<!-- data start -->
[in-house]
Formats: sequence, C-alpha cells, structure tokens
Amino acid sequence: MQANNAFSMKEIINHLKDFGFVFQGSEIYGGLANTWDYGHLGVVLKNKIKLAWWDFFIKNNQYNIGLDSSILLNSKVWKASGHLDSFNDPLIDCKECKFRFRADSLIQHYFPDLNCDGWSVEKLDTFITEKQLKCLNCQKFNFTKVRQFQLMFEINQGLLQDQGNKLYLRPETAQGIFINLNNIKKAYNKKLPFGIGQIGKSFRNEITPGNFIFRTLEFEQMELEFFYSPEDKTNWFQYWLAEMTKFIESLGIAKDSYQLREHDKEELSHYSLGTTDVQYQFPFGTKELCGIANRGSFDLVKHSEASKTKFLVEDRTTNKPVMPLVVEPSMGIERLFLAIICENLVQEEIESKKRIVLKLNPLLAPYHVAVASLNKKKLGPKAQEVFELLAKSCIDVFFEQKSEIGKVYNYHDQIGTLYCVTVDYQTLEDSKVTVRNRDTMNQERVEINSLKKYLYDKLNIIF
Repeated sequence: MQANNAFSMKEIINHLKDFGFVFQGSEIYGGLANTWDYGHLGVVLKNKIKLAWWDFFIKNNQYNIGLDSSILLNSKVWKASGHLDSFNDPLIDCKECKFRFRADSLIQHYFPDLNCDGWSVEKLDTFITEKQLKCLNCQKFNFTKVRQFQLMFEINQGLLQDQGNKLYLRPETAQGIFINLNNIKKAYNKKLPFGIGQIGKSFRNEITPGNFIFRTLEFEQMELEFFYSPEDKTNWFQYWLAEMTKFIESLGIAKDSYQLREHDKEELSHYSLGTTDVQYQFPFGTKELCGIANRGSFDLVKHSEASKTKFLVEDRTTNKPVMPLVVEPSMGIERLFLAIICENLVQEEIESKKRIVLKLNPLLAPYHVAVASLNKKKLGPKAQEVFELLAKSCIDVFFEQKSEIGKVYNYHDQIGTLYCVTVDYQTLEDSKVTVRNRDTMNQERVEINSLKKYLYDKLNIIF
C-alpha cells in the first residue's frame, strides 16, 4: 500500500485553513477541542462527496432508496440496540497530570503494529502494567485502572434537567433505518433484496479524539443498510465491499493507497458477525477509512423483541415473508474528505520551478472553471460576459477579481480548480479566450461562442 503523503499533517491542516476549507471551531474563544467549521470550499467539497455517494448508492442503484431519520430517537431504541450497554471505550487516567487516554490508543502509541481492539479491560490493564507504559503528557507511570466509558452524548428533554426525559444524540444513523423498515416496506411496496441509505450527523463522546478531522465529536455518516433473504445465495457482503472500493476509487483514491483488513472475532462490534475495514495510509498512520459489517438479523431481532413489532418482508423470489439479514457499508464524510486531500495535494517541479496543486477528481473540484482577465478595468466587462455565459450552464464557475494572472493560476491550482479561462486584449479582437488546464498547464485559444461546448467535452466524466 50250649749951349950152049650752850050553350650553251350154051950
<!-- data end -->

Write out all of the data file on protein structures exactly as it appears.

[in-house]
Formats: sequence, C-alpha cells, structure tokens
Amino acid sequence: MQANNAFSMKEIINHLKDFGFVFQGSEIYGGLANTWDYGHLGVVLKNKIKLAWWDFFIKNNQYNIGLDSSILLNSKVWKASGHLDSFNDPLIDCKECKFRFRADSLIQHYFPDLNCDGWSVEKLDTFITEKQLKCLNCQKFNFTKVRQFQLMFEINQGLLQDQGNKLYLRPETAQGIFINLNNIKKAYNKKLPFGIGQIGKSFRNEITPGNFIFRTLEFEQMELEFFYSPEDKTNWFQYWLAEMTKFIESLGIAKDSYQLREHDKEELSHYSLGTTDVQYQFPFGTKELCGIANRGSFDLVKHSEASKTKFLVEDRTTNKPVMPLVVEPSMGIERLFLAIICENLVQEEIESKKRIVLKLNPLLAPYHVAVASLNKKKLGPKAQEVFELLAKSCIDVFFEQKSEIGKVYNYHDQIGTLYCVTVDYQTLEDSKVTVRNRDTMNQERVEINSLKKYLYDKLNIIF
Repeated sequence: MQANNAFSMKEIINHLKDFGFVFQGSEIYGGLANTWDYGHLGVVLKNKIKLAWWDFFIKNNQYNIGLDSSILLNSKVWKASGHLDSFNDPLIDCKECKFRFRADSLIQHYFPDLNCDGWSVEKLDTFITEKQLKCLNCQKFNFTKVRQFQLMFEINQGLLQDQGNKLYLRPETAQGIFINLNNIKKAYNKKLPFGIGQIGKSFRNEITPGNFIFRTLEFEQMELEFFYSPEDKTNWFQYWLAEMTKFIESLGIAKDSYQLREHDKEELSHYSLGTTDVQYQFPFGTKELCGIANRGSFDLVKHSEASKTKFLVEDRTTNKPVMPLVVEPSMGIERLFLAIICENLVQEEIESKKRIVLKLNPLLAPYHVAVASLNKKKLGPKAQEVFELLAKSCIDVFFEQKSEIGKVYNYHDQIGTLYCVTVDYQTLEDSKVTVRNRDTMNQERVEINSLKKYLYDKLNIIF
C-alpha cells in the first residue's frame, strides 16, 4: 500500500485553513477541542462527496432508496440496540497530570503494529502494567485502572434537567433505518433484496479524539443498510465491499493507497458477525477509512423483541415473508474528505520551478472553471460576459477579481480548480479566450461562442 503523503499533517491542516476549507471551531474563544467549521470550499467539497455517494448508492442503484431519520430517537431504541450497554471505550487516567487516554490508543502509541481492539479491560490493564507504559503528557507511570466509558452524548428533554426525559444524540444513523423498515416496506411496496441509505450527523463522546478531522465529536455518516433473504445465495457482503472500493476509487483514491483488513472475532462490534475495514495510509498512520459489517438479523431481532413489532418482508423470489439479514457499508464524510486531500495535494517541479496543486477528481473540484482577465478595468466587462455565459450552464464557475494572472493560476491550482479561462486584449479582437488546464498547464485559444461546448467535452466524466 50250649749951349950152049650752850050553350650553251350154051950